What do you believe? You might have been a regular church or synagogue-goer before your divorce, or you might not have thought about faith in years. While our spiritual beliefs are often formed in childhood, they evolve over time. During major life events like a divorce, it’s not uncommon to fall back on old beliefs if they once served you, or seek out new faith if they didn’t.
The faith that I was raised in didn’t offer much solace to a divorced woman. Divorce was a sin except in cases of adultery. If your husband left you, you had to wait until he “committed adultery” by being with another woman before you could move on. Even when spousal abuse was an issue, some of the older members of my church muttered that the wife had somehow instigated or provoked it.
I’d drifted and then run, from the ultra-conservative faith of my childhood. I’d lie in bed, staring at the ceiling, and want someone to talk to. Nighttime prayer had been a ritual since I was a little girl, but a Judeo-Christian God was too far away. I started off by just talking to the Universe or the Source. Whatever being was out there who might listen.
Over time, the entity that I talked to evolved, but I always felt comforted and heard.
Faith is often referred to as a crutch by those who think they don’t need it, something you depend upon, in terms that have derogatory implications. People will imply that to need faith to get through hard times makes you weak. But a crutch is used to support healing. Would you tell someone with a broken leg to throw out their crutch and just try walking on their own? Faith is meant to support us, in my opinion, no matter the form that faith takes. It’s not bad to use something for its intended purpose.
Faith is meant to support us, no matter the form that faith takes.
A woman going through a divorce is dealing with a lot. We’re often encouraged to lean on friends and family, why not our faith? I’ve found that my new faith path has deepened a lot. It includes daily meditation and readings from books that have helped me rebuild my self-worth.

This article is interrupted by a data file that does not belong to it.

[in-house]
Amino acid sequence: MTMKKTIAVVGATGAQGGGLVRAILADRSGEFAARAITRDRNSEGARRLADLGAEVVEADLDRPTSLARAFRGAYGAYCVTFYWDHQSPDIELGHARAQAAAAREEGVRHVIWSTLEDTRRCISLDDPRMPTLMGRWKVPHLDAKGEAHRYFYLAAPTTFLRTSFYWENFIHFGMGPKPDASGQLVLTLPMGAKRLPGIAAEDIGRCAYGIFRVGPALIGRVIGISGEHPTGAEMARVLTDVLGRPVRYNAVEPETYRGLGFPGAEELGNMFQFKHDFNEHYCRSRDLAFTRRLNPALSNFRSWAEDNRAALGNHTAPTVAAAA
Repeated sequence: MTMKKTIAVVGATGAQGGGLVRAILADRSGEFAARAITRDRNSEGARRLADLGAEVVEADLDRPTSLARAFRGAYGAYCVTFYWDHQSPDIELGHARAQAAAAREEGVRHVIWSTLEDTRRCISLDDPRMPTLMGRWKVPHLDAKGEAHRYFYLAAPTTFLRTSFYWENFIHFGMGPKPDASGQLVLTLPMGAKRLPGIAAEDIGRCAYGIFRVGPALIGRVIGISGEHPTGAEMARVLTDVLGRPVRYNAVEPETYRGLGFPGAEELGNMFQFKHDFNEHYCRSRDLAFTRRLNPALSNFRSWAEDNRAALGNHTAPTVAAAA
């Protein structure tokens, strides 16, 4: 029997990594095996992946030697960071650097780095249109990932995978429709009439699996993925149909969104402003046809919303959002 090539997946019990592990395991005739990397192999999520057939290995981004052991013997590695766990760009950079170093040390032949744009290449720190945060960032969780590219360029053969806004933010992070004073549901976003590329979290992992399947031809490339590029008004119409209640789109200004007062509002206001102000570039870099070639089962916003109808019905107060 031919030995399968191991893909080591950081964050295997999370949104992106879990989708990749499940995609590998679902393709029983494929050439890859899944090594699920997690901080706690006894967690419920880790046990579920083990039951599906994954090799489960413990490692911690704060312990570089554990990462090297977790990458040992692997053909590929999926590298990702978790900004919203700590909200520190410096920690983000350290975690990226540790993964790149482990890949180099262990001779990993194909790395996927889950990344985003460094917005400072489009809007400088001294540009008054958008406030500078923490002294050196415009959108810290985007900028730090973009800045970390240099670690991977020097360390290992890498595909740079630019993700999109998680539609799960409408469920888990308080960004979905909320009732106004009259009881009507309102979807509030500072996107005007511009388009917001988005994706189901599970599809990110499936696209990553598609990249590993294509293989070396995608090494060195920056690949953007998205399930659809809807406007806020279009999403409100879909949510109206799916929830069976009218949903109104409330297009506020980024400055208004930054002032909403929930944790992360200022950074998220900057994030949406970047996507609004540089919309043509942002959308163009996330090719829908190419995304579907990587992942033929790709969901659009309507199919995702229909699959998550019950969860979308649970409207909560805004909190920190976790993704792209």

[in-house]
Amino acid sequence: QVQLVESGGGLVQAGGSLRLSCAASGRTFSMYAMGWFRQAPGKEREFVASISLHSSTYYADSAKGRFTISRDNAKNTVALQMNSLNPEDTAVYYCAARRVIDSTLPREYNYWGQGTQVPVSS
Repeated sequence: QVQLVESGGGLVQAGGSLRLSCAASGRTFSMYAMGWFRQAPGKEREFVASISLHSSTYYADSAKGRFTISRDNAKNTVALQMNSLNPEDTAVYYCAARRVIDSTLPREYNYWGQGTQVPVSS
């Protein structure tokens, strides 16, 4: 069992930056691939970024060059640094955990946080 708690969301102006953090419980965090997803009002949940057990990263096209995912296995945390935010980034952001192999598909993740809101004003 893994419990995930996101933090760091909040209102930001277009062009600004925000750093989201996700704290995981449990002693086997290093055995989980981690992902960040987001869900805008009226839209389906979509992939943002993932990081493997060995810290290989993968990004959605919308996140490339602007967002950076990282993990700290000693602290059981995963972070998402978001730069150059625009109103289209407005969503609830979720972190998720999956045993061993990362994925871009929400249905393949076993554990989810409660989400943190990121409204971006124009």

Faith also connects us to our families and roots. When I’m praying, I’m remembering my grandmother and how she used to bow her head before every meal. Religious and faith-based holidays define the year, and each season, not surprising as they came from pagan celebrations of harvest, planting, and moons. I’ve found that I still need, and enjoy, that structure in my life.
Marking the seasons, and having tiny seeds of hope, can help you get through the winter of a divorce. Leaning on a higher power, and knowing they care, gives you someone to talk to when it’s three a.m. and you’re alone. Ultimately, if your faith and beliefs help you, I don’t think any of us need to justify them.
Divorced women are strong and kickass on our own, no doubt. But a truly strong person, in my opinion, knows when to ask for help. She knows that it’s a bad idea to deplete her reserves until she’s running on empty.
Whatever your faith path has been, or is changing into, I’d encourage you to get in touch with your spirituality during and post-divorce. In its richness and hope, you may find comfort and solace.
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